Emails substituting for visits: Evidence points to “yes” but providers need to answer a lot of emails to replace a single visit


Earlier this month, researchers released a study of patient-initiated emails to providers with Northern California Kaiser Permanente (KPNC) in 2011/12 in the JAMC . The study focused on patients with one or more chronic condition (CDC data indicates this would be about 50% of an average population) but otherwise sought a mix of conditions, benefit designs and demographics among its participants. Respondents were asked about their use of email in the previous 12 months.

The study found substantial patient initiation of email contacts:

  • Of the 71% in the sample with regular access to the internet, 79% said they sent at least 1 secure message to the provider over the past year (56% of the total)
  • Among the 56% respondents who emailed providers, 36% (20% of the total) said that emails reduced visits and 42% (24% of the total) said emails reduced calls (or a simple average of 39% substitution rate for visits and calls, implying ~2.6 emails sent for every 1 visit or call avoided).

The cost conscious among us will ask: What do these numbers imply for the overall impact on visits? The number of emails per patient varied (unsurprisingly): Of that 79% with Internet who emailed, 30% emailed 1-2 times; 37% emailed 3-5 times and 33% emailed more than 5 times in the year (17%, 21% and 18% of all chronics respectively). This suggests that the average volume of emails from chronics across an average population was ~1.1 emails PMPY in a year (assuming 17% of chronics sent ~1.5, 21% of chronic sent ~4 and 18% of chronics sent ~6 emails, and assuming that chronics are 50% of the population). Given that 39% of these emails substituted for a visit or call, this volume of emails should in aggregate have substituted for ~0.4 visits/calls PMPY.

This data can be usefully contrasted with actual utilization data which KPNC separately reported (referred to as HA here). For a summary of results, see exhibit below.

Utilitization in Kaiser Permanente Northern California

Let’s see if the two sets of data can be reconciled:

  1. Per the HA data, the overall population at KPNC had 2.1 emails PMPY in 2013, which compares with our estimated 1.1 emails PMPY coming from chronic patients (based on the AJMC data); the difference is presumably made up of emails from patients without chronic conditions. If this analysis is correct, there is no real difference between the email volume generated by healthy vs the sick. This could be a function of demographics (healthier = younger generation = more willing to email) or just that email attracts the contact-needy irrespective of illness status.
  2. The HA data suggest KPNC has seen a modest reduction in visits PMPY (-3% CAGR) but also large increases in calls and emails PMPY (28% and 17% CAGR respectively). KPNC presumably has strategies (irrespective of email interaction) underway to swap calls for visits. To make this analysis agnostic to those strategies, and, given that the AJMC analysis treats calls and visits similarly, I will aggregate them here. Therefore: excluding emails, total visits and calls declined from 4.44 PMPY in 2008 to 4.18PMPY in 2013 (or about 0.26 PMPY).
  3. Over that same timeframe, the volume of emails grew by 1.16 PMPY, implying a substitution rate of about 22% (0.26 divided by 1.16). If we assume (per point #1 above) that only 50% of the new email traffic is from chronic members and that, on average, 39% of these resulted in an avoided visit or call, that implies an email-induced reduction in visits/calls by 0.23 PMPY (1.16 x 50% x 39%), very close to the actual reduction of 0.26 visits/calls PMPY. The rest could be explained easily as potential visits of patients devoid of chronic conditions replaced by emails (though, given the similar volume of emails PMPY, implying a far lower substitution rate of about 6% of emails resulting in an avoided visit).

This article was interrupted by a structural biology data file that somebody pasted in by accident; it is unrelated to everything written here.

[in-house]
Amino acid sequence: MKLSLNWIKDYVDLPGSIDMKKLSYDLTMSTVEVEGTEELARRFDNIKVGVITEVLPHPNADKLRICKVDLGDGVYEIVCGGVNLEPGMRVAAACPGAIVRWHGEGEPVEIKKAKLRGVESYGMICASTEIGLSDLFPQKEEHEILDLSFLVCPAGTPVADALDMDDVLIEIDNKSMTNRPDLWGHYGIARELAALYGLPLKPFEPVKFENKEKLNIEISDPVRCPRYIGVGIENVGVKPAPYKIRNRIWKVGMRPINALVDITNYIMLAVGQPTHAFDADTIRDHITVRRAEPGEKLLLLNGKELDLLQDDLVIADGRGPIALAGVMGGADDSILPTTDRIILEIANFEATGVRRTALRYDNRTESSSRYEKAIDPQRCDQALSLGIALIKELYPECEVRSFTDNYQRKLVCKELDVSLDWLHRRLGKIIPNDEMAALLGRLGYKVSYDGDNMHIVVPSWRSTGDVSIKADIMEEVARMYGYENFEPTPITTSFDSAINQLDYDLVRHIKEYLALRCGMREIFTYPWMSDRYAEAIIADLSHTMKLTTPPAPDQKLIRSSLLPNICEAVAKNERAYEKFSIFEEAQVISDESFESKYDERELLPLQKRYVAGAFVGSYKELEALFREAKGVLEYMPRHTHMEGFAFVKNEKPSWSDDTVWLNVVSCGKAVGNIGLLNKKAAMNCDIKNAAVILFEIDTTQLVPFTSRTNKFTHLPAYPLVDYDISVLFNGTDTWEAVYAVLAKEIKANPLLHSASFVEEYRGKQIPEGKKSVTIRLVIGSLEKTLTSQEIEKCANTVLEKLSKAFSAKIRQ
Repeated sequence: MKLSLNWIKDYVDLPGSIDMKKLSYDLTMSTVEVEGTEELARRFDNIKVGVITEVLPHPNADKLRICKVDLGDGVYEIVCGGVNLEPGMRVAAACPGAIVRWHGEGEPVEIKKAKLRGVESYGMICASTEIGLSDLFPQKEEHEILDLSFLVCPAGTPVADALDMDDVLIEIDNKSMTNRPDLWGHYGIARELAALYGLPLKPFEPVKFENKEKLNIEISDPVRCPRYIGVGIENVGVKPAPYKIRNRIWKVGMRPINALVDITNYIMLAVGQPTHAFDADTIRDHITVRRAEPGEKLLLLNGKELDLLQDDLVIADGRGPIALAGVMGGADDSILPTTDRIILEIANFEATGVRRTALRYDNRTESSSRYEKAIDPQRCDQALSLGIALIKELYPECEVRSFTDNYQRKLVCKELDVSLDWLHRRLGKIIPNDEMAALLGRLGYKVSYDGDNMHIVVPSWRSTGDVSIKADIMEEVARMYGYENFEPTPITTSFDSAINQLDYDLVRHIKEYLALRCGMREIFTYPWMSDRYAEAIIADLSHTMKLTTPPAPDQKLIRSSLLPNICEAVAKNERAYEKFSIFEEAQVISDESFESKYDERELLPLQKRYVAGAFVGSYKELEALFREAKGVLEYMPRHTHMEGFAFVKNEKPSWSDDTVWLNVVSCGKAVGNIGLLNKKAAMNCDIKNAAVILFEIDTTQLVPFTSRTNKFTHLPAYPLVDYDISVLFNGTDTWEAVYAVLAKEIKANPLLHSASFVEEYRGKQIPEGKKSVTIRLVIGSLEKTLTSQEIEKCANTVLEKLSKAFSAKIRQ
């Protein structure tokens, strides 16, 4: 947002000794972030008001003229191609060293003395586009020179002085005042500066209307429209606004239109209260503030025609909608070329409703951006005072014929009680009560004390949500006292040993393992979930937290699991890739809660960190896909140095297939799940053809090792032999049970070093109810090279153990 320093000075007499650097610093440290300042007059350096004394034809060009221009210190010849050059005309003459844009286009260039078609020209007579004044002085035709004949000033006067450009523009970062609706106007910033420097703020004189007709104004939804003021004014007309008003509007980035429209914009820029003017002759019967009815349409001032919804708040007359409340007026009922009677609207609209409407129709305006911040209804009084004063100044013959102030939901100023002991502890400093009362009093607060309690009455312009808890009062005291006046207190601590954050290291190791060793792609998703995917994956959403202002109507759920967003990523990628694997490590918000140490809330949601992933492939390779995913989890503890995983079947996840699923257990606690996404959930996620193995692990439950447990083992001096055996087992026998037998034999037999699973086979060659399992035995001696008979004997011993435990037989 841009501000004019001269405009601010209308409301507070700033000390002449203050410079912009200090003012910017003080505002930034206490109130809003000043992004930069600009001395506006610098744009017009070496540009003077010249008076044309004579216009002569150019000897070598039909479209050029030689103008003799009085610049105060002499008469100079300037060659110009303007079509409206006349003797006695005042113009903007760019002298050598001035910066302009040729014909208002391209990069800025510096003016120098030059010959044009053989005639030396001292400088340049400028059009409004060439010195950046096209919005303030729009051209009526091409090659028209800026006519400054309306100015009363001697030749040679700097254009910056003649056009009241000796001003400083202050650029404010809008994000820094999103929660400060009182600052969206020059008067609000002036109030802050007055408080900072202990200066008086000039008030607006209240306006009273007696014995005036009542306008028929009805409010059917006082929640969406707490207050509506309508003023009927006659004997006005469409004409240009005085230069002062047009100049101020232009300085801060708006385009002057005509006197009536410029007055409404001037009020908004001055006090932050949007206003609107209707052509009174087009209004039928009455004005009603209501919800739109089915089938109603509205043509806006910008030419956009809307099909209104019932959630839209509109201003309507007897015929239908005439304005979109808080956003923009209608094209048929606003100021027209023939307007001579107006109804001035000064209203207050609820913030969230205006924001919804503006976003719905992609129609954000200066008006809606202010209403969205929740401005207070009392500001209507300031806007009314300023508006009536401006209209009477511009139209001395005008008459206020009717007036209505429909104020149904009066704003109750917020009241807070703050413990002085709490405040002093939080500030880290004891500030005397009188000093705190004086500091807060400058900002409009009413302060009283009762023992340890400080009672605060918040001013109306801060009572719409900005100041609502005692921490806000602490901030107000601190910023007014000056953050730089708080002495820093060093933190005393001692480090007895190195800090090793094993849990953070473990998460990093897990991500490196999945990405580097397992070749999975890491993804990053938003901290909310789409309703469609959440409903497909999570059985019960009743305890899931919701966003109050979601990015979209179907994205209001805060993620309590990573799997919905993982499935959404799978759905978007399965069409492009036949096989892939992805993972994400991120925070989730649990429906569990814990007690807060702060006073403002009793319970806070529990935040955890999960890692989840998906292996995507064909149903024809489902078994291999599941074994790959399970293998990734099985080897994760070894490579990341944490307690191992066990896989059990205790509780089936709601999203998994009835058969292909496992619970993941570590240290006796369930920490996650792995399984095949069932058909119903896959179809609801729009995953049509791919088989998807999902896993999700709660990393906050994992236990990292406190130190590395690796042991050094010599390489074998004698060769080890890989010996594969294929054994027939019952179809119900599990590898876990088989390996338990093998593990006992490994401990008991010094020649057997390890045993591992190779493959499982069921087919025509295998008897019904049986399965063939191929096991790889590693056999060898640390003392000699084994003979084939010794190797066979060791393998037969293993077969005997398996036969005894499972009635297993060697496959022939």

4. If this reconciliation is accurate, KPNC providers are responding to 4.5 emails for every call/visit avoided, almost half of them coming from people without chronic conditions but still filling the inboxes (the worried well). Patient initiated emails are not costless to respond to and it is not obvious that responding to 4.5 emails generates lower provider burden than a visit (though operating costs may be lighter for emails).
  5. Point #3 also assumes all the reduction in visits/calls is a function only of emails. This is unlikely as the period between 2008 and 2013 saw a general tightening of benefit design, increased co-pays and expansion of high deductibles. There are likely a number of drivers for the reduction, not just email substitution, implying that point #4 is overly optimistic and that providers will need to respond to a lot more than 4.5 emails to avoid 1 visit.

Providers are caught a bit between a rock and a hard place. Until an email is defined as a visit with reimbursement and a copay, they must choose whether to offer email as a freebie to reinforce the patient relationship or risk losing the access-sensitive patient to competitors. Local competitive dynamics will likely force each provider’s hand sooner or later. Given that, providers need to be ready to process a large volume of email rapidly (the AJMC data suggest 72% of emails were responded to within 24 hours and another 27% within 1-2 days). If the benefit design is not going to triage the volume (e.g. offering co-pay differentials for patients burdened with a several chronic conditions), the providers must triage at the back-end, perhaps by directing the worried well to physician extenders or RNs and pushing emails from under-managed chronics to the head of the physician’s queue. There’s probably an opportunity to support patient email triage for an entrepreneur.